Now, it’s up to Brown and Bulger to form a long term relationship of their own.
“It’s a transition and it’s definitely a challenge,” Brown said. “Right now, the coaching staff feels it is very important for myself and Marc to form that relationship as well and get it going early. These days are counting down so fast; it will be training camp before you know it and we will be right into the preseason. Then it will be right to the regular season. It is a challenge and it is a transition but it can be done. I know it can and we are progressing and moving in the right direction every day.”
Almost since his arrival via a lucrative long term contract signed at the beginning of the free agent period in late February, Brown has been a regular around the team’s training facility.
At the top of his list of priorities is getting to a point with Bulger where the snap becomes second nature.
On every play, the center holds down a number of responsibilities. Before he even gets into his stance, it is Brown’s job to be aware of the defense, get into position, bark out the line calls and point out potential blitzes or line changes to his fellow offensive linemen.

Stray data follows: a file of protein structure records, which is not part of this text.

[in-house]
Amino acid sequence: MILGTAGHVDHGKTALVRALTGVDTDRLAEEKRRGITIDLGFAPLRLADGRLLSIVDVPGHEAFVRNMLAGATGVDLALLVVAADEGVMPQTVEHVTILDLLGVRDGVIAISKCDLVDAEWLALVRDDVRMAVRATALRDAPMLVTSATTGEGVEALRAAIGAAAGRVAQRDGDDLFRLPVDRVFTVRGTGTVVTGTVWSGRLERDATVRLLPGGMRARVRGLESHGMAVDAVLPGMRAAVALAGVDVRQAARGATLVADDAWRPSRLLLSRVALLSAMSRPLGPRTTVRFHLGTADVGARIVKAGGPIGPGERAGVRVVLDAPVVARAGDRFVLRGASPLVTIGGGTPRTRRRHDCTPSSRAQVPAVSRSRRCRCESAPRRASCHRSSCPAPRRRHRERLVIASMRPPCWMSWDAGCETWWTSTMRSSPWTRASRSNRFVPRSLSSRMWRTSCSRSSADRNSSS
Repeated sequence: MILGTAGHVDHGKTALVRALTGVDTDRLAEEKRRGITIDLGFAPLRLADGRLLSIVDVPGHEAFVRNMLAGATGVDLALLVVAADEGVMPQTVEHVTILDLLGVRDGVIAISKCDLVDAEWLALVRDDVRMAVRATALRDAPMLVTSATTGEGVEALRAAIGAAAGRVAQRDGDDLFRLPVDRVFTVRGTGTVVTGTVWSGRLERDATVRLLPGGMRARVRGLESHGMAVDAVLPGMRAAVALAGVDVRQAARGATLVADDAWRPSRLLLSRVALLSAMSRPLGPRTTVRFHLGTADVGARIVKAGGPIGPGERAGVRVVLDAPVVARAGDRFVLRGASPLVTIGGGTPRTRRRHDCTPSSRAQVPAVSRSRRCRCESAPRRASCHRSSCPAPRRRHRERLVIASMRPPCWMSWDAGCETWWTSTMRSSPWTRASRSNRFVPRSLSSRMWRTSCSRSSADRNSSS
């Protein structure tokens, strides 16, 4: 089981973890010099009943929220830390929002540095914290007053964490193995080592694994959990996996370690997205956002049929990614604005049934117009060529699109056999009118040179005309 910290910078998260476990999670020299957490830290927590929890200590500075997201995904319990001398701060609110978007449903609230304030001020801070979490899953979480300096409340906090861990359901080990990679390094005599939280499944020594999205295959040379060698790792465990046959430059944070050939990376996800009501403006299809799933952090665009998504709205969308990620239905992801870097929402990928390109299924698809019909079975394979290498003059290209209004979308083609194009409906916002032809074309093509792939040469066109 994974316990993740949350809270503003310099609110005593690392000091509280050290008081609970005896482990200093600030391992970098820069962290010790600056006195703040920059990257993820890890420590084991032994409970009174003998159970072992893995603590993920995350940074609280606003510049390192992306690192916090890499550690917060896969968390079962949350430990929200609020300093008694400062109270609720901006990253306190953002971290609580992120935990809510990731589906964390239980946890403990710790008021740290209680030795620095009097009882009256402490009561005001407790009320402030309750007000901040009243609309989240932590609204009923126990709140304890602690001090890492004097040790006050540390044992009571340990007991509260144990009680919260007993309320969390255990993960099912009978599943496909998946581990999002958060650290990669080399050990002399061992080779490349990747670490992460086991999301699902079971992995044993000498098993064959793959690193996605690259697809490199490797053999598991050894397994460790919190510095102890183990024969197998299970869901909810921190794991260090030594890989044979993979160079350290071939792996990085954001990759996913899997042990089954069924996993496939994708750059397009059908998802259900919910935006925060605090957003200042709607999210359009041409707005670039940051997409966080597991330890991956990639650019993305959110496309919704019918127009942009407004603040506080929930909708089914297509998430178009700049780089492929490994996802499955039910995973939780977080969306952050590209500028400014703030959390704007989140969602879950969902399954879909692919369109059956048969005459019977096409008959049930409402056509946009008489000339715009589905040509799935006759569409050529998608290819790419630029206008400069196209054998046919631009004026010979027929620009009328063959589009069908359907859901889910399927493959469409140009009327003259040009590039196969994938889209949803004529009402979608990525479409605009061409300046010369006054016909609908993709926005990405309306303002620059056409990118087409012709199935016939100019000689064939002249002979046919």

When all of that is complete, it’s up to Brown to get the snap off, whether the quarterback is under center or in the shotgun and then proceed to handle his blocking assignment.
When the play is over, the center get in the huddle and prepares to do it all over again.
Although there is no set time in which the ball should be out of Brown’s hands and into Bulger’s, Brown says there is a certain sense of urgency necessary on every play.
“It’s pretty much from when he says set, hut, I want it in his hands as fast as I can get the ball off the ground into his hands,” Brown said. “It’s just that quick. We don’t time it up to make it slower or faster it’s just get it out as fast as I can go in rhythm.”
With all of those responsibilities to handle, the last thing the center, the quarterback or anyone on the offense wants to worry about is the snap.
The only way to eliminate any concerns about the snap is through simple repetition. That’s why Brown and Bulger will perform thousands of exchanges before ever doing one in a game.